For an artist, traveling to new and unusual places can stir creativity and help influence the direction one’s art takes. Whether it’s meeting new and interesting people or discovering new subject matter to paint, both help invigorate the soul and help inspire. It can be as simple as a two night trip to the Welbourne Farm in Middleburg, Virginia!
I always say that if I get one quality photograph of a scene that I would like to paint, from any photographic outing, then the trip has been a success business wise.
The original part of the estate was built way back in the 1700’s, with several “newer” additions in the early 1800’s. We knew we were heading into a very old, historic home, currently owned and operated by 8th generation family members, Nat and Sherry. We had heard that they have a large number of dogs on the property including hound dogs.
Cocktail hour the first night featured cocktails in the front parlor, hosted by Nat, and featured two rather large hound dogs sleeping in the middle of the floor on their beds and several large dogs, one who was wrestling the entire time with a one-eyed Jack Russell terrier named Pearl! Tails were flying, paws were swatting, and teeth were bared, all in good fun. All the while, we were introduced to friends and family members, and the conversation touched on some of the family history including Civil War stories involving the Welbourne home and surrounding area.
Mr. Morison, known to always call people by their proper name, offered all their drink of choice while personally choosing an aptly named bourbon on the rocks, Virginia Gentleman. He proved to be a true Virginia gentleman. Sherry, always joins the guests during the wonderful country breakfast served every morning. Full of life, she lights up the room with her warm, friendly and very real personality.
Col. Richard Henry Dulany, C.S.A., the great, great grandfather of Nat, founded the nation’s oldest foxhunting club, The Piedmont Hunt in 1840, and to this day Welbourne is the starting point of the annual hunt. Riders in red coats all gather to start the ceremonial hunt in front of the Welbourne estate. I was told that these days the fox is most often released unharmed, which I was most glad to hear as an animal lover.
The 500+ acre farm is home to 83 horses at this time. They take horses from all around the country that need caring for. The horses roam freely over the rolling hills of the Middleburg farm. We walked the property and at one point we both were a little nervous, as one of the beautiful, white horses started poking his nose in my camera bag, perhaps looking for an apple or some carrots.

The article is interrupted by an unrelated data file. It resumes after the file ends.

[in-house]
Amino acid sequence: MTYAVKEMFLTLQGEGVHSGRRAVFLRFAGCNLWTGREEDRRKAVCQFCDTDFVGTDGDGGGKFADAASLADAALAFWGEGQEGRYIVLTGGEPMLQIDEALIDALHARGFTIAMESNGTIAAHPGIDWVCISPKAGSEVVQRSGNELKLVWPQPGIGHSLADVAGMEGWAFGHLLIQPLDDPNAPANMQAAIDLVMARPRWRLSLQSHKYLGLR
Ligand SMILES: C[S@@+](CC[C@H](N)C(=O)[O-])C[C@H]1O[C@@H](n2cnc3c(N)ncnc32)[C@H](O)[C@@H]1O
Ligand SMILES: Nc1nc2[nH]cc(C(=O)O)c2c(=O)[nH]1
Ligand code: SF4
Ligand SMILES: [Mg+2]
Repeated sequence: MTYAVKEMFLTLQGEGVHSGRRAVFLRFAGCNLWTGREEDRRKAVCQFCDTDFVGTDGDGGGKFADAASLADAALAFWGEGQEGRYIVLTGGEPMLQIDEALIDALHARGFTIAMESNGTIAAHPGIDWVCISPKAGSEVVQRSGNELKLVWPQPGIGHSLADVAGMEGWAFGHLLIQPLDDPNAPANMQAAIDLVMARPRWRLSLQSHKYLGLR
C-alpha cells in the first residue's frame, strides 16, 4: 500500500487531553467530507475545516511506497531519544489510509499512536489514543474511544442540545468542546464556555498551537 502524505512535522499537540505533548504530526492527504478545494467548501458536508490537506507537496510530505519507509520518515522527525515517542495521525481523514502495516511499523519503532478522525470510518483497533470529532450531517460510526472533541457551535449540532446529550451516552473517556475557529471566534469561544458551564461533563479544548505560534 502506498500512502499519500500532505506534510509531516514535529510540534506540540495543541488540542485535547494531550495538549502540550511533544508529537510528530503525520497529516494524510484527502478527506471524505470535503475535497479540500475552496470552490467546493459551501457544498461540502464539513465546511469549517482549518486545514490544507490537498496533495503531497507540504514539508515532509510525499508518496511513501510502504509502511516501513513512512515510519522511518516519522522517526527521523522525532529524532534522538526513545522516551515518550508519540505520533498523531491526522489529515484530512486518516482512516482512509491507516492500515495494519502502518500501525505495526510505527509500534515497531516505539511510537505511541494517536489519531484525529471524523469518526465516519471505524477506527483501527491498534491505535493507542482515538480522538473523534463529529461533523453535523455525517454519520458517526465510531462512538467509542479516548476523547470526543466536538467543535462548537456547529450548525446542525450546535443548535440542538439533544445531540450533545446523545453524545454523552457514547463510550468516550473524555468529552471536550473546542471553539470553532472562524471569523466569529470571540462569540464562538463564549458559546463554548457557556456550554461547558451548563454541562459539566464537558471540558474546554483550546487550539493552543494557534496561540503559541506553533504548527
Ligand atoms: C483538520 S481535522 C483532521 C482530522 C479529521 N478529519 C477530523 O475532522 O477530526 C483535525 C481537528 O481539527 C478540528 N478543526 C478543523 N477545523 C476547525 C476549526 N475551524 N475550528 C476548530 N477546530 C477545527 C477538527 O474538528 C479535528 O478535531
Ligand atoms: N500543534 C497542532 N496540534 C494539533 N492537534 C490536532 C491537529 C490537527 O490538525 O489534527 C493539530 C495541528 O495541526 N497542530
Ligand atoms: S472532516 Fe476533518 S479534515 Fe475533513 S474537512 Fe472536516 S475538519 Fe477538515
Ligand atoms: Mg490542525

I took a number of photographs of the old barns, the horses and of the homestead. Artists looking for old, rustic and weathered farm equipment and barns would love some of the scenery. I was particularly struck by a scene of two horses resting by a fence.
Among the guests during our stay were an author, a poet, a photographer, a jazz lover and another artist. It’s no wonder that the guest list at the Welbourne includes the famous writers F. Scott Fitzgerald and Thomas Wolfe. Both were so moved by their stay that they included the Welbourne in their writings.
The main home was full of antiques, generations of family portraits, bookshelves full of old books, and artifacts from all around the world, including a very interesting and extensive collection of giraffe miniatures.
Our all-too short visit to Middleburg made me want to read about the local history and grateful to have crossed paths with such special people. An artist could spend an entire lifetime painting the Middleburg countryside and be quite content.
What more could one ask for from a quick two day trip!
The Saturday morning following our trip was the annual foxhunt. I regret having missed such a colorful and unique photographic opportunity. I’ve viewed a number of fantastic large-scale, foxhunt paintings at the Virginia Museum of Fine Art, and would have loved to experience such an event in person.
As it is, I can only imagine the pageantry that morning and the unmistakeable echoing sound of the hounds reverberating over the Middleburg hills and throughout the valleys as the call went out to “Release the hounds”.